A Flygt Hydro Station

The above illustration is similar to the installation at Kamai 5.
 
  At the Opuaki weir the river is diverted through tunnel 4 to the Ngatuhoa weir and water from both rivers is discharged through tunnel 5 into K5's penstock to the generator/turbine.
 
  A straight conical draft tube recovers dynamic energy downstream of the turbine runner.

Cutaway of a Flygt Hydro Generator


The Kaplan Turbine
  This was a development of the Francis by an Austrian Professor Victor Kaplan in 1913. A basic axial flow turbine with fixed guide veins and runner blades suffers a rapid fall of efficiency at part loads. This is overcome in the Kaplan turbine which has adjustable blades in the runner.
 
  With this arrangement a wide range of high efficiency may be achieved at varying power levels. Kaplans run from very low heads up to 400m and at ratings up to about 40MW .

With the machine axis vertical and turbine and generator totally submerged in a large bulb, this layout leads to a simple clean water flow over propeller-like blades - hence the name Kapeller.

Bulb Kapeller type turbines
  The Kapeller Bulb turbine is a turbine regulated only by its adjustable runner blades (single regulation). It has fixed wicket gates. It is adaptable to pumping as well as generation but only suited to one way generation.
 
  Kapeller Bulb turbine technology has largely been superseded by Bulb Kaplan turbines - these have adjustable blades and adjustable wicket gates (double regulation).

Reference: Water Power Article by Mike Hield http://rpec.co.uk/rpec_new/rpec.php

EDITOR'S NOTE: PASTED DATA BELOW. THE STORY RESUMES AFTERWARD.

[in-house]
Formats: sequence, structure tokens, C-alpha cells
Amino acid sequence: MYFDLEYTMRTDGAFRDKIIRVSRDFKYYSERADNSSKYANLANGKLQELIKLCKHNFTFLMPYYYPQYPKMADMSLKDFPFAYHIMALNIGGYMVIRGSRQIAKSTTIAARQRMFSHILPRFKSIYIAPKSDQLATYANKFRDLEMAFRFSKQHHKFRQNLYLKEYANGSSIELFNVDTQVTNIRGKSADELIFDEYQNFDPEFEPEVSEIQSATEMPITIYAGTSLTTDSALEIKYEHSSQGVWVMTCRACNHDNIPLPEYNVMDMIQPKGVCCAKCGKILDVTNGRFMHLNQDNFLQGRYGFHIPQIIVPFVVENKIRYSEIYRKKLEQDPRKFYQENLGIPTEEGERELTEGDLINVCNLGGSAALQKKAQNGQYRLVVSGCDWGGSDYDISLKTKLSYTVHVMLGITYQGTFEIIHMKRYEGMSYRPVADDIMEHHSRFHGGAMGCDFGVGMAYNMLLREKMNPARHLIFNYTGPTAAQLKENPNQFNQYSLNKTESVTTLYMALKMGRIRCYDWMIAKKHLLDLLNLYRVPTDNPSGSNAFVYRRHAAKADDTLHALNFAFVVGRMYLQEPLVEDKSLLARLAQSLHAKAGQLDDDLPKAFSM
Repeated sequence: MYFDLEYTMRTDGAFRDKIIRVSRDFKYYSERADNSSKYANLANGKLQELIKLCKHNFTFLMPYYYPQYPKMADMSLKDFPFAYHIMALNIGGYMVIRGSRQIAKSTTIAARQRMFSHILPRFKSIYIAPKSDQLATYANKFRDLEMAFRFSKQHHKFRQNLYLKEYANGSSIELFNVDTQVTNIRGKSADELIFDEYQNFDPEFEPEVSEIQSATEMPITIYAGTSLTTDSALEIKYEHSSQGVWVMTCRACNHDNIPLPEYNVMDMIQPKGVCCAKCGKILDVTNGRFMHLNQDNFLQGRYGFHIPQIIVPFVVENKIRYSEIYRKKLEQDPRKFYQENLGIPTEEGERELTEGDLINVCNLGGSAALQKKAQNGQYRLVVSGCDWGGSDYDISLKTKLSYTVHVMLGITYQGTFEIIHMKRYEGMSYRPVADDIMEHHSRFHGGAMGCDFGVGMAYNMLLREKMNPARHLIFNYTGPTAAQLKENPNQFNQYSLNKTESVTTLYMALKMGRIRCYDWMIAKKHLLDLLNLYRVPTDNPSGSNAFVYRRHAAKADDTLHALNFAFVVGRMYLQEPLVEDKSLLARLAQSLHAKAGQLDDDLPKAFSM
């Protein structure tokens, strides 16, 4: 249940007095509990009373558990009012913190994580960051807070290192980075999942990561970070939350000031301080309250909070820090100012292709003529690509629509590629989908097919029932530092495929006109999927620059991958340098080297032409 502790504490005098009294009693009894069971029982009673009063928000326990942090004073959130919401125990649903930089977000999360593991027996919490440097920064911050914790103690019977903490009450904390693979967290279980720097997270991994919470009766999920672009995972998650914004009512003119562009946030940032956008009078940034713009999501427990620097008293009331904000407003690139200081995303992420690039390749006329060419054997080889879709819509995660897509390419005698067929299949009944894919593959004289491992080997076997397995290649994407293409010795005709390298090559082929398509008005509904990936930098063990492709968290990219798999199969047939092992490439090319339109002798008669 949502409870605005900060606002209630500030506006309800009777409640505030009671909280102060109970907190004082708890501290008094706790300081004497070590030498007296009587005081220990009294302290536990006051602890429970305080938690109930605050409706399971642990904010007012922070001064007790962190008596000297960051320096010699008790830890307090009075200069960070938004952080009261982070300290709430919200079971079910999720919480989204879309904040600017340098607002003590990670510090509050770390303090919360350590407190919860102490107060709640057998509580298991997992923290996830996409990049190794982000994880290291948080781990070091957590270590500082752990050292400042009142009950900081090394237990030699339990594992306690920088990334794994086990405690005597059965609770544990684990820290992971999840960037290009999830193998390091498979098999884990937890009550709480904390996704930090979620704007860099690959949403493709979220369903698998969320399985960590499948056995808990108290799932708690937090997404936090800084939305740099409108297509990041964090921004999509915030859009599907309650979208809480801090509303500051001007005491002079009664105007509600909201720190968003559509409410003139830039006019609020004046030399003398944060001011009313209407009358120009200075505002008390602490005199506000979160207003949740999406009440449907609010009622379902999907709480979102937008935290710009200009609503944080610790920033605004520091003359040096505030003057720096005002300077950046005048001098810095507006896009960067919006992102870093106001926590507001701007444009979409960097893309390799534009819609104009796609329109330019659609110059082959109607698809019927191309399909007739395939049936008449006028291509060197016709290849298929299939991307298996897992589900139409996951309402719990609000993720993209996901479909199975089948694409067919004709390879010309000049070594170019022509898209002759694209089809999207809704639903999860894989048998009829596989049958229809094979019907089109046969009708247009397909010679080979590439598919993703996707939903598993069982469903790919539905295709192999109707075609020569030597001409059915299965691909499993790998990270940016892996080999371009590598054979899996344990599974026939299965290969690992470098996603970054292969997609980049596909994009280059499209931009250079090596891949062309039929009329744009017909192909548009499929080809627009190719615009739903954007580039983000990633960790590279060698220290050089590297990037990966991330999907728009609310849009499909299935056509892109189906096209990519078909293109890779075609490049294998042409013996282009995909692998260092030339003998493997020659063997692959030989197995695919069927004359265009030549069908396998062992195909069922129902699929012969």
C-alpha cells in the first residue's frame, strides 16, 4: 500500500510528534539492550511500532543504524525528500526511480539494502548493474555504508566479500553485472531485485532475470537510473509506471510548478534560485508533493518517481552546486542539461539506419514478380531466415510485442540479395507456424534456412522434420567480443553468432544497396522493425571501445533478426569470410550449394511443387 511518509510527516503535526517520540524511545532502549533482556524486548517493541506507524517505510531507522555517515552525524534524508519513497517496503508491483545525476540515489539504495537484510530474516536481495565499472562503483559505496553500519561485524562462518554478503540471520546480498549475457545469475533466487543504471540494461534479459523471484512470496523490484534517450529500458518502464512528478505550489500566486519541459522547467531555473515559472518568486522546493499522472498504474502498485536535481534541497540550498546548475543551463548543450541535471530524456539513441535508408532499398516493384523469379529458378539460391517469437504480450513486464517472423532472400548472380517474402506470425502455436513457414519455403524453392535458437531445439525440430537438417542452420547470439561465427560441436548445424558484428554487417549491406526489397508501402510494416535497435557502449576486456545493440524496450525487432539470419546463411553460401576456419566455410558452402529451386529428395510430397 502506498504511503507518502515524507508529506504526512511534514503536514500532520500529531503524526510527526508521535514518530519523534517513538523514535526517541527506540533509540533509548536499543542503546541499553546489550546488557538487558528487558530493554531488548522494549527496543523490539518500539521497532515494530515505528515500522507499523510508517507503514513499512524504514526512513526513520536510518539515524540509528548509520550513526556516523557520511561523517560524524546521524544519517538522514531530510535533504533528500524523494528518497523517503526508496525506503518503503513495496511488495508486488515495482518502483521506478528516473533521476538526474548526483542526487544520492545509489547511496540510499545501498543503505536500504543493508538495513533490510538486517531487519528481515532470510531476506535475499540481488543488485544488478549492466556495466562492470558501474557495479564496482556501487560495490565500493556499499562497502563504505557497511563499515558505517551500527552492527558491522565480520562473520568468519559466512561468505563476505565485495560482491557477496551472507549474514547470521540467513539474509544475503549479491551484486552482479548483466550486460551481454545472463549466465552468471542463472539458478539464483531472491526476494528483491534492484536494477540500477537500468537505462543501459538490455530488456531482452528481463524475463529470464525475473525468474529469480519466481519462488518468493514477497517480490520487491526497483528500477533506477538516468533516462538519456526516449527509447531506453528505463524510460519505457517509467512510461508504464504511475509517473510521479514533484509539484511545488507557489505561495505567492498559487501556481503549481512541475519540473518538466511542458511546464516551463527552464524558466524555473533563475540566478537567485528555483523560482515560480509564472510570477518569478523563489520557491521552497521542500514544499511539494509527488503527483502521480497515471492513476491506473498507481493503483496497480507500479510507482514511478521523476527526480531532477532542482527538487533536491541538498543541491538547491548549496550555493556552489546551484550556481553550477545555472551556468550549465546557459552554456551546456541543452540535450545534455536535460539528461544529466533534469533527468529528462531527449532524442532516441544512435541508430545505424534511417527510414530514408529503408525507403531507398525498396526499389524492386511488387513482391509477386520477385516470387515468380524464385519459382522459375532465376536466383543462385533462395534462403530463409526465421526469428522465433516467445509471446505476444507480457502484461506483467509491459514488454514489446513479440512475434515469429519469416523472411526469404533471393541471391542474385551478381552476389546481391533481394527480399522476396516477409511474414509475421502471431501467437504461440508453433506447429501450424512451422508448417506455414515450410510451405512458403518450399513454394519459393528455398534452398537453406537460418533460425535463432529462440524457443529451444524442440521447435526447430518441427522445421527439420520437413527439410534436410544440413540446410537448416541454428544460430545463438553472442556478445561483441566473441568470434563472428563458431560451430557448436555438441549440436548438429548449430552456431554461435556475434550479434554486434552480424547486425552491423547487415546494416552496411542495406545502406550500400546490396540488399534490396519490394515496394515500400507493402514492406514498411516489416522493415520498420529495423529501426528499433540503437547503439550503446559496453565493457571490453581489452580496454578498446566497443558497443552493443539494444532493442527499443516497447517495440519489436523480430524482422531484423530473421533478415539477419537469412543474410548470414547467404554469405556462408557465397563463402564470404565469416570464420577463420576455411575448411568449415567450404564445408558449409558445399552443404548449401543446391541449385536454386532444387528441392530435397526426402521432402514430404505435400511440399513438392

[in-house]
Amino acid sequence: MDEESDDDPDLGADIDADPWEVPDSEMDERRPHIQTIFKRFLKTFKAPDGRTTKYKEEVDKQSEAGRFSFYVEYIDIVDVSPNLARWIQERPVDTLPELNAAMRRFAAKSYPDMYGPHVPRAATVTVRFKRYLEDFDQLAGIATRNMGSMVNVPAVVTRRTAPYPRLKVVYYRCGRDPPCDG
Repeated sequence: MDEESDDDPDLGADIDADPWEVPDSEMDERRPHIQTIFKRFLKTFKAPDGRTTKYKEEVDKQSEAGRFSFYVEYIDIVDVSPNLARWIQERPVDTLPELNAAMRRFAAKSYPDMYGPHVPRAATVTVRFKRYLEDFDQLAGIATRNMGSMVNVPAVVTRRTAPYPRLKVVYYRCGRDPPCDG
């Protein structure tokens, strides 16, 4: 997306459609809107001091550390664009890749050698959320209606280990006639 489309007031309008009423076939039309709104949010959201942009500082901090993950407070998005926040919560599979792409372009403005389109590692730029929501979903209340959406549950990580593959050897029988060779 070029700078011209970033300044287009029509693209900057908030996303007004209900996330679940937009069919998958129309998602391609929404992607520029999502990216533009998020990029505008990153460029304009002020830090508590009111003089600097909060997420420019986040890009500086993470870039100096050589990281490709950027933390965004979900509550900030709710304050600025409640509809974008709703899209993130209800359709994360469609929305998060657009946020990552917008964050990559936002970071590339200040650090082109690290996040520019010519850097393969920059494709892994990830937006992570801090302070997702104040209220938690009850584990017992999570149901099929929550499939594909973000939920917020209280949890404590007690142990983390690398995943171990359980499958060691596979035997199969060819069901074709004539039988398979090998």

Intake Canal for diversion tunnel 5


 

KAIMAI 5 POWER STATION (K5)


 
Kaimai 5 Power Station
 

The building on the right houses a transformer and control panel.
 
  The submersible hydroturbine is lowered into place down the vertical penstock section seen on the left. The hydroturbine is not bolted into the structure and can be easily raised for inspection and service.
 
  The hydroturbine rests on and seals against a bottom seat and is held in place by its own weight and the water pressure while running.
 
  The ladder leads to an inspection manhole, and to the right of it is a butterfly valve, which acts as both a safety and maintenance device for the penstock.

Location of Kaimai 5

 
Diversion tunnel 5 outlet to Lake Mangaonui

The Kaimai 5 Mini Hydro station is built at the outlet of Tunnel 5 Diversion tunnel into Lake Mangaonui.
 
  The station utilises a Flygt hydro turbine as illustrated on this page. The output is stated as 300kW and the head is approximately 5 meters.
 
  Originally the station was expected to output 600kW but from practice it is said that 240 kW is a more realistic rating.
 
  The station was commissioned in 1994.

A simplistic calculation for an output rating for K5:
  Assume Lloyd Mandeno is correctly rated at 16MW and has a head of 151.5m.
  K5 has a head of 5m and receives approximately half the water input of Lloyd Mandeno then:
  Rating for K5 = (5/151.5)x16x 0.5 = 0.264MW (264kW)
  Thus an output rating of 250kW or 300kW appears more realistic than 600kW.

Acknowledgements: I thank Harley Couper an Information Librarian at the Tauranga Library’s Heritage and Research Collection, and a Tauranga Engineer Roger Jamieson for their assistance.

Addendum 4 July 2018: From a note sent from Roger Jamieson

"... In the photograph you have of the piece of canal you could not place in the scheme, it shows the canal with a raised wall. I think I am right in saying that this wall was not part of the original diversion from Ngatahoa and was added to raise the head for the K5 machine. If you add 3 metres to your calculation it gives closer to 400kW which may have been the original design figure. The roughness of the tunnel was blamed for the lack of output. It was supposed to be the first of the small plant in Kaimai, the next being at the control structure into the Lloyd Mandeno canal ..."

The photograph referred to is on the right.